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Civic heraldry of Ireland
Araltais in Éirinn
Per saltire azure end gules, in the fess point an annulet between two lions rampant and respecting each other all or, in chief a swan swimming and in base a Norse helmet both proper,with the Motto: Triat os triataib.
The arms were granted on August 7, 1968.
The swan in the upper azure field represents the legend of the Children of Lir, a classic fairytale of children turned into swans. The swan-shaped Lough Derravaragh, the supposed site of the transformation, is located in the north of the county. The charge in the lower azure field is a Norseman's helmet. It refers to Turgesius the Dane from whom Malachy II, King of Meath (a province which included the modern counties of Meath and Westmeath), stole a gold collar before drowning him in Lough Owel in 843 AD.
The lions rampant in the red quarters represent some of the old ruling families in the county. Three of these families, the Maelechlainns, the MacGeoghegans and the MacCauleys, each had three lions rampant in their coats of arms.
The shield is quartered diagonally with the area around the meeting point of the four fields united by a gold collar or ring. A symbol of union and fidelity, the ring also represents the central geographic location of the county in Ireland.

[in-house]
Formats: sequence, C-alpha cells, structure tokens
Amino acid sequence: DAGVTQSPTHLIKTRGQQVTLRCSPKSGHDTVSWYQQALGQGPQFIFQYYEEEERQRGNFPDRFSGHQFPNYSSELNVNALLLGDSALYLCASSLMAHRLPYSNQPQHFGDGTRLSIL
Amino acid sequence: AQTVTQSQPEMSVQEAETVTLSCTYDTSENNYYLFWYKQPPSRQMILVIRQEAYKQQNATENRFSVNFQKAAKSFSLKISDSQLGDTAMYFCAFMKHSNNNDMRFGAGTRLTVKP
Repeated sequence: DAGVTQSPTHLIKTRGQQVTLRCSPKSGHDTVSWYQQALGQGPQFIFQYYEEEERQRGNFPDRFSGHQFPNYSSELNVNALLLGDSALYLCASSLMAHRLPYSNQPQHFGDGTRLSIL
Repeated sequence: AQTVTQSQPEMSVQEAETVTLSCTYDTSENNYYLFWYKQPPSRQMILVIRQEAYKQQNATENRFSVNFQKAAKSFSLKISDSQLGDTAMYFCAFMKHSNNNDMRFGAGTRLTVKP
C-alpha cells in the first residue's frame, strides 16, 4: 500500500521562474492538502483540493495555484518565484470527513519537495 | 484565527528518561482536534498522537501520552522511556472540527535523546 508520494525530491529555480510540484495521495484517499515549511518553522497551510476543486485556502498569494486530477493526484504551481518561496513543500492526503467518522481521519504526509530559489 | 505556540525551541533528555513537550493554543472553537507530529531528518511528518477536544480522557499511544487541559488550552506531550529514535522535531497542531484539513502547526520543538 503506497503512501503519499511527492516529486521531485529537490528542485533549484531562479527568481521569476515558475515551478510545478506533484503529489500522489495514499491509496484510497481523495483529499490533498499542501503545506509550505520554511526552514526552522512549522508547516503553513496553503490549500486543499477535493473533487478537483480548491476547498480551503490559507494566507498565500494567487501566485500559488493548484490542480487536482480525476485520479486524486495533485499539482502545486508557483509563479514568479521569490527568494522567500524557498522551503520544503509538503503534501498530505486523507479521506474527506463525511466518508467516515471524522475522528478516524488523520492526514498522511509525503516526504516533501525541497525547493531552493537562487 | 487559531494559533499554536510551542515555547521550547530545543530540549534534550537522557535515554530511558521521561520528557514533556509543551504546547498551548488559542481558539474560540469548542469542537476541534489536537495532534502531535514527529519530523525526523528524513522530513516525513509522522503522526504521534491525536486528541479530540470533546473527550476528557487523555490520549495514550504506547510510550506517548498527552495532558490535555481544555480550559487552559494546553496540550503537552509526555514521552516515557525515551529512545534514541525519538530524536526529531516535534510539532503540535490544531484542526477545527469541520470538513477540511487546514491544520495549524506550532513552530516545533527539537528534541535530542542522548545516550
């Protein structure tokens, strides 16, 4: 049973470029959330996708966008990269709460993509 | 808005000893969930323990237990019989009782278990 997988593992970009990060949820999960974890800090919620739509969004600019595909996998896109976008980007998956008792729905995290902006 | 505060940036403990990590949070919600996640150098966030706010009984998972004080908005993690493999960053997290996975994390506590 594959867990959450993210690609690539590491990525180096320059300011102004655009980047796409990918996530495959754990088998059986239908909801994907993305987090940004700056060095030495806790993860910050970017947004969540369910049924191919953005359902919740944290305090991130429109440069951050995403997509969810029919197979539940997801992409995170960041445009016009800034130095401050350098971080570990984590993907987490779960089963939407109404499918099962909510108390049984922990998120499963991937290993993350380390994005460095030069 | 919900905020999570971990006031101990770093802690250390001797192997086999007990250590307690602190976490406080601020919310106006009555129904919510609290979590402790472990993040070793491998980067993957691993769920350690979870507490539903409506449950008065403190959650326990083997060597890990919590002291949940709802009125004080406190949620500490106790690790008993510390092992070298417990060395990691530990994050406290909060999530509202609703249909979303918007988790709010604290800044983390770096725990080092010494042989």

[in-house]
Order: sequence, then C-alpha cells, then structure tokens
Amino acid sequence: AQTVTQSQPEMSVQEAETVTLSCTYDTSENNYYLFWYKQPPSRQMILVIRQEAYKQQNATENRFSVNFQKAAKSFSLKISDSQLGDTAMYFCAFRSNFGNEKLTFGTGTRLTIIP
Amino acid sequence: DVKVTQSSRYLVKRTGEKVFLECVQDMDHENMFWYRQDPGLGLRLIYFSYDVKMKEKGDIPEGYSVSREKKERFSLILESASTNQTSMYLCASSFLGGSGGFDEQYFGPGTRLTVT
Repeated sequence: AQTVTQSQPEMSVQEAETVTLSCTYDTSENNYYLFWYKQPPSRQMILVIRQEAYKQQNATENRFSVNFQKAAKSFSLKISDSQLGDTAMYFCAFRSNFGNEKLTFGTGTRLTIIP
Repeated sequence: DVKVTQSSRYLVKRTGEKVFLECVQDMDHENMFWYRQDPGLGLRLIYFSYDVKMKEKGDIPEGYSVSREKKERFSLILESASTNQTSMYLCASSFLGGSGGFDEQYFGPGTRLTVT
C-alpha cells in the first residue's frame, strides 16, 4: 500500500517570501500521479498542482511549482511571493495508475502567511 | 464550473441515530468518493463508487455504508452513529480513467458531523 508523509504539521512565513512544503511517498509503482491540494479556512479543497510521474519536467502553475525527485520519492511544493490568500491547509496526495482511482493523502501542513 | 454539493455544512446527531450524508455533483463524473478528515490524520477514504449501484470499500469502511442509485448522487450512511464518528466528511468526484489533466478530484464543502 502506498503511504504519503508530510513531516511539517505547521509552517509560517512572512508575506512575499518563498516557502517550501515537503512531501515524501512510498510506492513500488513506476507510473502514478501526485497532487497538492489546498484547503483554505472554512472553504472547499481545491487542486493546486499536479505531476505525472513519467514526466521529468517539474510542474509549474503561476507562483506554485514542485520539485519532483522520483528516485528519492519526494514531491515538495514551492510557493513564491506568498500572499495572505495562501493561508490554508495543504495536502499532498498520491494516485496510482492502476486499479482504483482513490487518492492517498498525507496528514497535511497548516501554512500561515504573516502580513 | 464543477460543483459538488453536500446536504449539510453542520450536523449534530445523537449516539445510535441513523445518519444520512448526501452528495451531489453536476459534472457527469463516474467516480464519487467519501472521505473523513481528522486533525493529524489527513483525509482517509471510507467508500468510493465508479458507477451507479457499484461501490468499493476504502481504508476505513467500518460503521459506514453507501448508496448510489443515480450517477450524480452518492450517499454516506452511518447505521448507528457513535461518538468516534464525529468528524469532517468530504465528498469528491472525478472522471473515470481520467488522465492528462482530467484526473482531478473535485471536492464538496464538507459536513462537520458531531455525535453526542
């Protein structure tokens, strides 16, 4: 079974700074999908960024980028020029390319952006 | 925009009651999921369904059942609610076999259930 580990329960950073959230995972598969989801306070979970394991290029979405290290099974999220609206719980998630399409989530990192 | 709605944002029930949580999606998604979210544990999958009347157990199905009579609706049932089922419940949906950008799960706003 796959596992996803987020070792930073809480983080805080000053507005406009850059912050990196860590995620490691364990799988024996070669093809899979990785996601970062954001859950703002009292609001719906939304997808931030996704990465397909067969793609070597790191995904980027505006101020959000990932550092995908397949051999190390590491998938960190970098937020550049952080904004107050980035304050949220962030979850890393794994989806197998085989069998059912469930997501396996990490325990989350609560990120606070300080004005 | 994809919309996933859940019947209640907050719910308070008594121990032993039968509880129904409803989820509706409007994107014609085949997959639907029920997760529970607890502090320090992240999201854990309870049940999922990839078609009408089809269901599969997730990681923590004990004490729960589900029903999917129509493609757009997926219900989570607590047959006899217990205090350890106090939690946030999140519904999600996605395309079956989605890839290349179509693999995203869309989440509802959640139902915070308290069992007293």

The azure upper and lower quarters represent the water of the more than ten lakes that give Westmeath its reputation as the Lakeland County of Ireland.
The motto "Triath os Triathaibh", i.e., "noble above nobility", is that of the High King of Ireland Tuathal Teachtmhar (obit 106 AD) who had a palace at Uisneach, reputed to be the geographic centre of the island of Ireland, about 15 kms west of the county seat of Mullingar. Stone structures are still visible.
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Literature : Information provided by the Westmeath Library; Register of grants